Water quality standards define the designated beneficial uses of a water body and the quality of the water (i.e., criteria) necessary to support those uses. Water quality standards include three elements:
- Beneficial Uses: Uses of the water body (e.g., recreation, water supply, aquatic life, agriculture, etc.).
- Criteria: The level of water quality needed to protect beneficial uses (e.g., numeric concentrations and narrative requirements).
- Antidegradation: A policy to maintain and protect existing uses and high-quality waters.
The state also has the authority to develop policies that address implementation issues such as allowing variances and mixing zones.
Water quality standards are created through the negotiated rulemaking process, including public involvement throughout the rule development.
We invite you to visit our Rulemaking web page to learn more about this process.
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Beneficial uses are the desired uses that water bodies should support, including water supply (e.g., domestic, agricultural, and industrial), recreation (e.g., swimming, boating, and fishing), and aquatic life. Each beneficial use has a unique set of water quality criteria that must be met to support each use.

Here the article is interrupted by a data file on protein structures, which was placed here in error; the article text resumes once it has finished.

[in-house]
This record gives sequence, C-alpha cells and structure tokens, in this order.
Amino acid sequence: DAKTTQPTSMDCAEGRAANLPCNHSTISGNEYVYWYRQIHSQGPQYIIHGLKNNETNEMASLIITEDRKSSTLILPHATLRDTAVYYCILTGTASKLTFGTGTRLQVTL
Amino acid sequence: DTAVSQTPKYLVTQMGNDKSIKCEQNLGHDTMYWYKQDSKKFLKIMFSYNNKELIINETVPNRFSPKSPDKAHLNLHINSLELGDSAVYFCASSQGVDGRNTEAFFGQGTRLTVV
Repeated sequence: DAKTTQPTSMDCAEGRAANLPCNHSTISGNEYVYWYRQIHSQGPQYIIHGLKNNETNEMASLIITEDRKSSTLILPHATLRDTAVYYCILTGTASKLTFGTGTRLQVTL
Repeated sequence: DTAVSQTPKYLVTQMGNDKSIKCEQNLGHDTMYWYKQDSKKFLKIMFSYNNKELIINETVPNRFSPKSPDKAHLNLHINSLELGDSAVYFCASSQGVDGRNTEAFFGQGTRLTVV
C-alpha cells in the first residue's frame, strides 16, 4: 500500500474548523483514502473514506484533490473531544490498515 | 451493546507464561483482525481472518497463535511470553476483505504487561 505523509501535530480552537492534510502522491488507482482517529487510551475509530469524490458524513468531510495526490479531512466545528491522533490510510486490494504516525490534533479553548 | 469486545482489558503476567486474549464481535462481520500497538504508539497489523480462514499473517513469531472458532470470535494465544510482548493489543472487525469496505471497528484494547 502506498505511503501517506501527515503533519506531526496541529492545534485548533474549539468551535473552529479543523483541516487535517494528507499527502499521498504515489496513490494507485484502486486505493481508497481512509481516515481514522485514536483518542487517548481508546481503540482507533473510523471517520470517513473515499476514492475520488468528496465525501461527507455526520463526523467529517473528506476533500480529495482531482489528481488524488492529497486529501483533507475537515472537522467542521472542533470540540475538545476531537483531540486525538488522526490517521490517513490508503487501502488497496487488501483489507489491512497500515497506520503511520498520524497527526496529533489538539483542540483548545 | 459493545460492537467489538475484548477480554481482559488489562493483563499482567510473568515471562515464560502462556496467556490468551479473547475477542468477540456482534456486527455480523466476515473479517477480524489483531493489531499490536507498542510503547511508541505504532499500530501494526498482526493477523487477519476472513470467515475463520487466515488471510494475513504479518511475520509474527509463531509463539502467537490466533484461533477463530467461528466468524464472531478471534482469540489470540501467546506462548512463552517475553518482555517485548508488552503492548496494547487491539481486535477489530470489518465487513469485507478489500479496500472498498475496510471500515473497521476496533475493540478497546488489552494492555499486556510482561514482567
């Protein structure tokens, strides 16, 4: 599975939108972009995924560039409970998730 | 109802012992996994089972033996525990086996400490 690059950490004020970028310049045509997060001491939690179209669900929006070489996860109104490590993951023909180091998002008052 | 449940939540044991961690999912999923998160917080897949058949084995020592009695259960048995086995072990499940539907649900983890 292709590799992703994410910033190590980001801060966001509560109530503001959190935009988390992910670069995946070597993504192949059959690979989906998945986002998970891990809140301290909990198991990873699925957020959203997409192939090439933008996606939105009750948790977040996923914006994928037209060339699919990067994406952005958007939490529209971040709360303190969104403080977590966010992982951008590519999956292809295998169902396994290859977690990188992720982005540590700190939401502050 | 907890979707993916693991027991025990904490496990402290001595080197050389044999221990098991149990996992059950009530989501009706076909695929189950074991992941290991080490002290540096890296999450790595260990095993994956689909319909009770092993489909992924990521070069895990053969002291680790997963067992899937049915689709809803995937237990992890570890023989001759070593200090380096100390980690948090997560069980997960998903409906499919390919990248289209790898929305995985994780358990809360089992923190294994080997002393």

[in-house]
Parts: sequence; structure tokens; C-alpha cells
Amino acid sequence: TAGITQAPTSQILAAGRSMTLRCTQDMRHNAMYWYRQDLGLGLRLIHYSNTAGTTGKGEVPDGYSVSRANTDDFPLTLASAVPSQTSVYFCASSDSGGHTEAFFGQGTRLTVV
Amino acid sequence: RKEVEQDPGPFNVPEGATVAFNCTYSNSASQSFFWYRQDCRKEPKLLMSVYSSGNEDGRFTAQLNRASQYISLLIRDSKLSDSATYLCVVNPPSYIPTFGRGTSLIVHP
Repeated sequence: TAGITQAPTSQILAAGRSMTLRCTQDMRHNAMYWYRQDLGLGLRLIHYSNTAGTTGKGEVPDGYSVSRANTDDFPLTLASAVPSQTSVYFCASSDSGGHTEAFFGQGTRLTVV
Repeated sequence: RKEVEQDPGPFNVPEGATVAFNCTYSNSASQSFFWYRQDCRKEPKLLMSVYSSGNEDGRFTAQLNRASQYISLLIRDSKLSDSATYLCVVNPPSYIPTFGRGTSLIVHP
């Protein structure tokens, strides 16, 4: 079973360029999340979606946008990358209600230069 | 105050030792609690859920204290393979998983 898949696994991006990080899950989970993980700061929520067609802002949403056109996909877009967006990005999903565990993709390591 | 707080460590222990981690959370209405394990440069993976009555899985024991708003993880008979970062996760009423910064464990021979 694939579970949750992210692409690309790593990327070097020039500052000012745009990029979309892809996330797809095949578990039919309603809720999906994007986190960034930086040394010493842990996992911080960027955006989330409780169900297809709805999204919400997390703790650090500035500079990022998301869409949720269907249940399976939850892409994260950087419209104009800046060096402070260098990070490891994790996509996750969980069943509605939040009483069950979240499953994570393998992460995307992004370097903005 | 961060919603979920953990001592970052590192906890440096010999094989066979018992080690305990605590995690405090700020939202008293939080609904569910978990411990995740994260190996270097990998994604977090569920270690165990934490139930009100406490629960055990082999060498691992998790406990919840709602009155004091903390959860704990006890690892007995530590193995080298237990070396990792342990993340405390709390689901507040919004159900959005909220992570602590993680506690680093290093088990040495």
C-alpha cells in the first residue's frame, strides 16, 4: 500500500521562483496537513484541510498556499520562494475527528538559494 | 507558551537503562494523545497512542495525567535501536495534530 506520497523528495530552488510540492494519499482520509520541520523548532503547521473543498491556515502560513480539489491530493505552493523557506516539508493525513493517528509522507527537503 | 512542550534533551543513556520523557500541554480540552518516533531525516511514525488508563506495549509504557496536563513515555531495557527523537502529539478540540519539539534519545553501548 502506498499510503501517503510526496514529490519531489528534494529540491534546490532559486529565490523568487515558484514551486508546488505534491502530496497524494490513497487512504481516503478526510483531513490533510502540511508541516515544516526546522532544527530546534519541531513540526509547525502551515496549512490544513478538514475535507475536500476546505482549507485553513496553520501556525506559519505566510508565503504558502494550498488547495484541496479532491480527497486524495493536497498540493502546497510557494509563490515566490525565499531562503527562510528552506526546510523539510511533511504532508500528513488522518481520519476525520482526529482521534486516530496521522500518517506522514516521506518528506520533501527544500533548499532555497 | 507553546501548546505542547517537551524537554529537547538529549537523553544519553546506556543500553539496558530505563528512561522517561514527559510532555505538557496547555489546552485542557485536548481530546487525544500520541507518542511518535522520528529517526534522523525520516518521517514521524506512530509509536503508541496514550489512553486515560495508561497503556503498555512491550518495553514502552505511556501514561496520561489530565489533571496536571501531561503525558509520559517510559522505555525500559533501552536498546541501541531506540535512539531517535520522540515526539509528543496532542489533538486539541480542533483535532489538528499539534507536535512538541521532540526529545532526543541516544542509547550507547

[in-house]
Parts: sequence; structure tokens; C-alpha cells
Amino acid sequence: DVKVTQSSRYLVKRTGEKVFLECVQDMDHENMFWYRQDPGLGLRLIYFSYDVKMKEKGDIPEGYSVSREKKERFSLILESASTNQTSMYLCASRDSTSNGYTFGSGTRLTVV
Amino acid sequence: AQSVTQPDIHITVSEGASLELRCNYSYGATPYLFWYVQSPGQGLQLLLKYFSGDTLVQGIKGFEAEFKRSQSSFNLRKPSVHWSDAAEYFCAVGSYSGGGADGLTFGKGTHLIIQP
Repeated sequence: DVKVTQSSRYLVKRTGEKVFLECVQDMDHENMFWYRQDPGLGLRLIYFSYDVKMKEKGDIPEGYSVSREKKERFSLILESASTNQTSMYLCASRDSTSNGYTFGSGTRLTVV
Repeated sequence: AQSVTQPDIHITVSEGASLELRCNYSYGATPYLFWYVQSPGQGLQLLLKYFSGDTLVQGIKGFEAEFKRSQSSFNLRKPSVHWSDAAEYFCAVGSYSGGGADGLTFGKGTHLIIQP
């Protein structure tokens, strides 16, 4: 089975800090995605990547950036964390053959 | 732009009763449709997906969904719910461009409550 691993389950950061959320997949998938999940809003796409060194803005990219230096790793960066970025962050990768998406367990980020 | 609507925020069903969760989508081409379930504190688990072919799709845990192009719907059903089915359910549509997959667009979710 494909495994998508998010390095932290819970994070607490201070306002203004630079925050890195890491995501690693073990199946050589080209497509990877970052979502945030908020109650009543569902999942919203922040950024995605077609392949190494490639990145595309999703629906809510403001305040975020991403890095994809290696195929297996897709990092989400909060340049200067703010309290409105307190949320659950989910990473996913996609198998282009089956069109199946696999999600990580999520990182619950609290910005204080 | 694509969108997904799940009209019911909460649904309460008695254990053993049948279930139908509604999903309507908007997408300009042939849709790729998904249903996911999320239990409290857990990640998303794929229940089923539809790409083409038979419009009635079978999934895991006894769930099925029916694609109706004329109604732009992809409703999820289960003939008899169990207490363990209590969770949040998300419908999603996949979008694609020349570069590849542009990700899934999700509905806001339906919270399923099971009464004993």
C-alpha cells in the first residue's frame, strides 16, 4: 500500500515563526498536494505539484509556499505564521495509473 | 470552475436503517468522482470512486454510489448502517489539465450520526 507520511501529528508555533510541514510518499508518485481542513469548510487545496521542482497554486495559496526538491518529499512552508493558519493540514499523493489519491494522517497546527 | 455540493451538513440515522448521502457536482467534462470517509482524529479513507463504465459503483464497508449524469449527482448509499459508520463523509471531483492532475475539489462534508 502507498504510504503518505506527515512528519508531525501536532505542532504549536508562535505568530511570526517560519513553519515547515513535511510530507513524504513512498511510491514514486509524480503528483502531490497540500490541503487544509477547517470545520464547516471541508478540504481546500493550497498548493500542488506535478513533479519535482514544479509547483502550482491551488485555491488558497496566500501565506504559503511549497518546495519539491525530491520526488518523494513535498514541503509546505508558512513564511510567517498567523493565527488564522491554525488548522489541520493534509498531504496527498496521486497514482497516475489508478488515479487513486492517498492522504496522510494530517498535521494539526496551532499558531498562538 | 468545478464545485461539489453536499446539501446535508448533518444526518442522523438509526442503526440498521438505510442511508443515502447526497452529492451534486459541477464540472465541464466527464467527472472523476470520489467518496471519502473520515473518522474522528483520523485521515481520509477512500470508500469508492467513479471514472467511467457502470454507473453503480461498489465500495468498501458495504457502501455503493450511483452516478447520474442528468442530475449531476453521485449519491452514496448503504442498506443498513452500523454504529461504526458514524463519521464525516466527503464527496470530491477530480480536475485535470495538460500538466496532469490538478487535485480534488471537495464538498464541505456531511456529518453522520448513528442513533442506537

Most water bodies have multiple beneficial uses. A water body is considered impaired when it does not meet the water quality criteria needed to support one or more of its beneficial uses.
Idaho’s water quality standards prescribe criteria that must be met to ensure the beneficial uses of the state’s surface waters are supported. These criteria can be numeric or narrative. Numeric criteria are use-specific, while narrative criteria are general and apply to all waters regardless of use. Federal regulations require that together, the numeric and narrative criteria must contain sufficient parameters or constituents to protect the beneficial use.
Antidegradation describes policies designed to maintain water quality where it meets or exceeds levels necessary to support beneficial uses. Federal standards require Idaho to establish a three-tiered antidegradation program.
Section 303 of the Clean Water Act requires states to modify and improve water quality standards at least once every three years. Under this triennial review process, states review, modify, and adopt applicable water quality standards, taking into public concerns, EPA guidance, and new scientific and technical information. Visit our Water Quality Guidance Development web page to participate in an upcoming meeting.